Iraq was an equation with three unknowns. After the withdrawal of the US, one of the unknowns in this equation was resolved, leaving two parameters to compete with each other. Still, Iraq will be divided into three parts. The division of a country into three parts rather than two increases the number of the possible combinations by two or three times.
Three parts may be divided into two sections together with two-item groups. The Kurds may be considered potential allies of Arab Sunnis because they too are Sunni. Sunni Arabs are of a similar ethnic background as the Shiites. This means Iraq has already been divided into two major parts in ethnic and religious terms as well. In consideration of the ethnic and religious diversities, Iraq is being partitioned into three parts.
The distinction between Kurds, Sunni Arabs and Shiite Arabs caused by ethnic and religious division is open to sub-alliances. At the beginning of the American occupation, there was Arab solidarity against the Kurds. Today, the Kurds have withdrawn from this polarization, leaving the Arabs in two opposing camps as Shiites and Sunnis. The Kurds are not involved in the bitter competition as Iraq is being partitioned into three parts.
An entirely different outlook is emerging; an outlook different from the one as predicted in 2003. The most significant outcome of the longstanding American occupation is the increased Iranian influence in the Middle East. The emergence of the Iranian impact via the Shiite card in Iraq takes the Kurds to the side of Turkey. Turkey will not be able to prevent the dissolution of Iraq; but it can support the Sunni and Kurdish Iraq vis-à-vis the growing Iranian influence.
There is another concrete result of the American venture in Iraq: the strategic cooperation between northern Iraq and Turkey. The Kurdish administration in northern Iraq depends on Turkey for its survival. And Turkey has to support and protect northern Iraq against the growing Iranian influence in the region.
The new balances in the aftermath of the occupation in Iraq offer something good to Turkey: the Kurdish issue and the Kurdistan Workers’ Party (PKK) terrorism issue are being resolved because the interests of the Kurdish administration in the north and Turkey’s ability to address the Iranian threat require this. The increased support by the US against the PKK is normal. What really matters is the extraordinary effort by Massoud Barzani to stop the PKK. In this way, a Kurdistan is being created next to Turkey under its protection.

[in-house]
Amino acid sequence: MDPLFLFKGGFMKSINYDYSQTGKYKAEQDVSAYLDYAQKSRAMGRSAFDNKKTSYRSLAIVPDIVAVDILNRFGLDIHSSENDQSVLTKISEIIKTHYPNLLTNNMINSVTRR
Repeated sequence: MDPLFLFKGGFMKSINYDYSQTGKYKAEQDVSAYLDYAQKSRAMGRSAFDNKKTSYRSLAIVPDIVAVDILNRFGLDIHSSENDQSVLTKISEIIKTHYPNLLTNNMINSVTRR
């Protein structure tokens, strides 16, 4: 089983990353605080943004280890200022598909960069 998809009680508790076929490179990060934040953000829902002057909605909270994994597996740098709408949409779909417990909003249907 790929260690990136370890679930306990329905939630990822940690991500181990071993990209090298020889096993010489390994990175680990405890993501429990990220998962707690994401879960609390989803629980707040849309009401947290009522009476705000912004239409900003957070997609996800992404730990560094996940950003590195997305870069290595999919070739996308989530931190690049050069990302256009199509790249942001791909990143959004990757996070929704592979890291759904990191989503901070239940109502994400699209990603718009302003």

The other thing that contributes to the resolution of the Kurdish issue is the domestic warfare in Syria. Iran is winning in southern Iraq, but it is losing in Syria. And the PKK is also losing in Syria. The Syrian administration is not in a position to escalate PKK terrorism and offer protection for it against Turkey. The disappearing Syrian support and its isolation in northern Iraq means that the PKK will be further alienated.
This shows that Turkey has a great opportunity to resolve the Kurdish issue. The Turkish state has a pragmatic character as transferred through the political experience of the Ottoman Empire. It may resolve the issue that it cannot by violent measures by reliance on peaceful means. Talks carried out under mediation by Barzani show that this method has made visible progress.
Who is winning while Iraq is being partitioned? The longstanding delicate balances in the Middle East do not allow one party to win all. Turkey is winning Syria whereas Iran is winning southern Iraq. But most importantly, Turkey is catching the opportunity to resolve its own Kurdish problem.
MÜMTAZER TÜRKÖNE, email@example.com